It’s really nice to hear a style of music that harkens back to the days of deeply smooth hip-hop beats and meaningful, entertaining lyrics. Matthew Reid’s album entitled Matthew Reid’s Dysfunctional Adulation is an inspiring, sometimes depressing, thoroughly honest look into the life of a person that goes through the same emotions and problems that we all have at some point, and is able to turn those thoughts into prose.
While “Bed Room Thoughts and Lies” is a great starting track, as it captures the theme and sound of most of the album that follows it, the song that really caught my attention was “The Reasons Why.” The lyrics are far stronger here, and the ending phrase “what are you gonna do, do what Kurt Cobain did?” hit me in the gut like a sack of bricks. I realized then that Matthew Reid held no punches, and it opened my mind a bit more to the rest of the album.
“Empathy” uses a background track that sounds satisfyingly familiar, borrowing from the sound and theme present in a great deal of 90s soul tracks. The lyrics are catchy and meaningful, and this ended up being my favorite track on the album.
“When I’m Dead” builds on a theme presented earlier in the album, describing the different reasons people are pushed to the point of suicide. The lyrics are cleverly laid over a creatively constructed beat that touches all ranges of the music scale, and punctuated by sound effects that add punch to the song.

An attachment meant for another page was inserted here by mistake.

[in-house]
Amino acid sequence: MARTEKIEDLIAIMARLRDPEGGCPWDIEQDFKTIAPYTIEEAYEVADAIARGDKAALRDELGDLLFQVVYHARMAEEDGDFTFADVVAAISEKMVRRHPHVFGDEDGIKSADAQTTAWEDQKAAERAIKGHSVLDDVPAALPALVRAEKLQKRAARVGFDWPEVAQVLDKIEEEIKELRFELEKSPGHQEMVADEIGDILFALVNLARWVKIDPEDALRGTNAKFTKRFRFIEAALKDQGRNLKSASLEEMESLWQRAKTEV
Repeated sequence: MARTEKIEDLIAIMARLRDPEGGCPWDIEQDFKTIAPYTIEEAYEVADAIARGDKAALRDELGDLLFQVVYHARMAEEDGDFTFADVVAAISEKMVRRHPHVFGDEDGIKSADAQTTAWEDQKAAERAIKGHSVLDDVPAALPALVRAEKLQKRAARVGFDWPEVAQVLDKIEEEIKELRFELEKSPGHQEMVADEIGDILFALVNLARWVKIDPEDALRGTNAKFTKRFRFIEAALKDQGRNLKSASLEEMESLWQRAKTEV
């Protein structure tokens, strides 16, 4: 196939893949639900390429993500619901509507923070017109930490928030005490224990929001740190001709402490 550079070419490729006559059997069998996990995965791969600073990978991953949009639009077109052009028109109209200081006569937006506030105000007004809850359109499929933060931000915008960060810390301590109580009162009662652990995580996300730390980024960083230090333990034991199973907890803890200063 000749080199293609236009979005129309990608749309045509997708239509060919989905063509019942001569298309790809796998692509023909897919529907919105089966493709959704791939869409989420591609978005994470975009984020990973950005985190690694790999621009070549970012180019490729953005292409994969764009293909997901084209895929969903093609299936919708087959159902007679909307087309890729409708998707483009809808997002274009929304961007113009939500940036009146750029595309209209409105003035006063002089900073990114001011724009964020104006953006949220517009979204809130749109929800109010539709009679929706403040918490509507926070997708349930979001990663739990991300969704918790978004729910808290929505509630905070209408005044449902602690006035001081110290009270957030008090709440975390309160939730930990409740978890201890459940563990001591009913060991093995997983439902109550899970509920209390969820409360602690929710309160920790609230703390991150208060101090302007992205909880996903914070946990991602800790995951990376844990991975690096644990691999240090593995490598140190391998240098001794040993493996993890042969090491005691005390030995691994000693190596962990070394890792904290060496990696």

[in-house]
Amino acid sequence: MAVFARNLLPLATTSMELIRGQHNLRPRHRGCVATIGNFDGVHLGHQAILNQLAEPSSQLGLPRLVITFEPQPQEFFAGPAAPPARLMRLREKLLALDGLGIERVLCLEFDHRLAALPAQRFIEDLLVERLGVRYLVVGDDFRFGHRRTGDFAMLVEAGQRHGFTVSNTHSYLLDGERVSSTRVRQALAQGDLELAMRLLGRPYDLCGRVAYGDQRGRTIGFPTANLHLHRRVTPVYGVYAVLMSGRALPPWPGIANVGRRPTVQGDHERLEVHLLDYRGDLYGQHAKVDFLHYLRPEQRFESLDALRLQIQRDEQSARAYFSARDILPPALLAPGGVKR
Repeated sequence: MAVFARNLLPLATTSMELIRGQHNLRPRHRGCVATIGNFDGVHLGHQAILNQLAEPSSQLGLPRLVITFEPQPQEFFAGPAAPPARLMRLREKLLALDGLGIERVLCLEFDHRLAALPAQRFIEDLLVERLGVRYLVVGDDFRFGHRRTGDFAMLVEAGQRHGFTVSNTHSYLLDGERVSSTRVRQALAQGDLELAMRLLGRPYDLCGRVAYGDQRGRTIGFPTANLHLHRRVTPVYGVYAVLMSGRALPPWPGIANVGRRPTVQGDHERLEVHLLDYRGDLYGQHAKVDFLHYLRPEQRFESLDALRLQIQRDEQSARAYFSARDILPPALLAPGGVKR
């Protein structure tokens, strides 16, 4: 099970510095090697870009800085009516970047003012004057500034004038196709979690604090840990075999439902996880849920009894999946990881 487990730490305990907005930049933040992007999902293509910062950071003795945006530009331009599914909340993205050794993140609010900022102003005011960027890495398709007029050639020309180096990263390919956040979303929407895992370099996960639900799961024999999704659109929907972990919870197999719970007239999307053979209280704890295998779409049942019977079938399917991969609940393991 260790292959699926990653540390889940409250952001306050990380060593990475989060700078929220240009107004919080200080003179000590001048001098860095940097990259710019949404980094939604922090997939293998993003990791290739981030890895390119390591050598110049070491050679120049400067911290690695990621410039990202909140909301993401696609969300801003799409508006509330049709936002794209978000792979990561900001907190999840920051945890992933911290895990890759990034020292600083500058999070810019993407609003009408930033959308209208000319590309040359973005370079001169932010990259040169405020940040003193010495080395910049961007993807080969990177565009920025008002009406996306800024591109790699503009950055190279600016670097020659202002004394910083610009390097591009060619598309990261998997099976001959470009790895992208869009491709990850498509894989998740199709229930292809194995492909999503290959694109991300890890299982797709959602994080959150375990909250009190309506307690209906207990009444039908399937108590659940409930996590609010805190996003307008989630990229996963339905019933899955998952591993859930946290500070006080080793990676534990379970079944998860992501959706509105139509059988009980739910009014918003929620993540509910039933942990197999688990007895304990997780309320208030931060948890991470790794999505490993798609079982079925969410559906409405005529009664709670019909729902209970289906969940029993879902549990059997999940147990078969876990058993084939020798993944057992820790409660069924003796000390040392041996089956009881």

In contrast, “Amor” has a pop sound, and is far more upbeat than the other songs on the album. It is Reid’s answer to an interesting female vocal interlude included in the song preceding it.
“Vibes” makes good use of the haunting sounds of an organ, which translates into a more deep melody halfway through the first verse and gets increasingly creative as the song goes on. Each additional layer of sound makes the song more and more interesting. The use of “it’s a vibrant thing” harkened back to the types of songs that used to pump through my radio more than a decade ago.
“Your Happy, Right” is a slowed, down tuned version of Outkast’s “Prototype.” I thoroughly enjoyed the way he took the song and made it his own, and the rap sounded great layered over the beat in a lower tone.
“Summer Mood Part II” closes the album out with a song heavy in atmosphere and energy. Hidden at the end of this is an unexpected, science fiction inspired interlude that propels this album to a different height than it was before.
It’s obvious Matthew Reid had a lot to say in the 12 tracks presented here. Though some aspects of the lyrical themes and beats get a bit repetitive after a while, there are enough unique tracks here to make it well worth sitting down and listening to. I hope to see his next effort, particularly if he can expand on some of the more creative and experimental aspects of his songs.
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